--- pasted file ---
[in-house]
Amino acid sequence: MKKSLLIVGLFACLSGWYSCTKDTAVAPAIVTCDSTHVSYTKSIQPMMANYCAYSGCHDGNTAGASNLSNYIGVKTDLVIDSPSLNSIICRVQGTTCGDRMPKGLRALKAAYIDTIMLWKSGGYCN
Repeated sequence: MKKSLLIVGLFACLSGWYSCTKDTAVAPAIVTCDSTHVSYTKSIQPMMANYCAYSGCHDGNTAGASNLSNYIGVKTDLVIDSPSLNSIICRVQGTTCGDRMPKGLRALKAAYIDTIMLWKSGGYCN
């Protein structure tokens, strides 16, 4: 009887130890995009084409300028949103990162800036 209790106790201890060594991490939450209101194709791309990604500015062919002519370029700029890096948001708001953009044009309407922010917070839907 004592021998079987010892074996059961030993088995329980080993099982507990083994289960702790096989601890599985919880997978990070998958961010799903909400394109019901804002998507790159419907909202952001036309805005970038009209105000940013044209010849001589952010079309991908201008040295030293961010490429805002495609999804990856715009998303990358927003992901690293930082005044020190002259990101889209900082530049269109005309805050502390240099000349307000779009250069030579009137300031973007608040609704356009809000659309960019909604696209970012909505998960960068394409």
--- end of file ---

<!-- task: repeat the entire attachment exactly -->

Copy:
[in-house]
Amino acid sequence: MKKSLLIVGLFACLSGWYSCTKDTAVAPAIVTCDSTHVSYTKSIQPMMANYCAYSGCHDGNTAGASNLSNYIGVKTDLVIDSPSLNSIICRVQGTTCGDRMPKGLRALKAAYIDTIMLWKSGGYCN
Repeated sequence: MKKSLLIVGLFACLSGWYSCTKDTAVAPAIVTCDSTHVSYTKSIQPMMANYCAYSGCHDGNTAGASNLSNYIGVKTDLVIDSPSLNSIICRVQGTTCGDRMPKGLRALKAAYIDTIMLWKSGGYCN
């Protein structure tokens, strides 16, 4: 009887130890995009084409300028949103990162800036 209790106790201890060594991490939450209101194709791309990604500015062919002519370029700029890096948001708001953009044009309407922010917070839907 004592021998079987010892074996059961030993088995329980080993099982507990083994289960702790096989601890599985919880997978990070998958961010799903909400394109019901804002998507790159419907909202952001036309805005970038009209105000940013044209010849001589952010079309991908201008040295030293961010490429805002495609999804990856715009998303990358927003992901690293930082005044020190002259990101889209900082530049269109005309805050502390240099000349307000779009250069030579009137300031973007608040609704356009809000659309960019909604696209970012909505998960960068394409």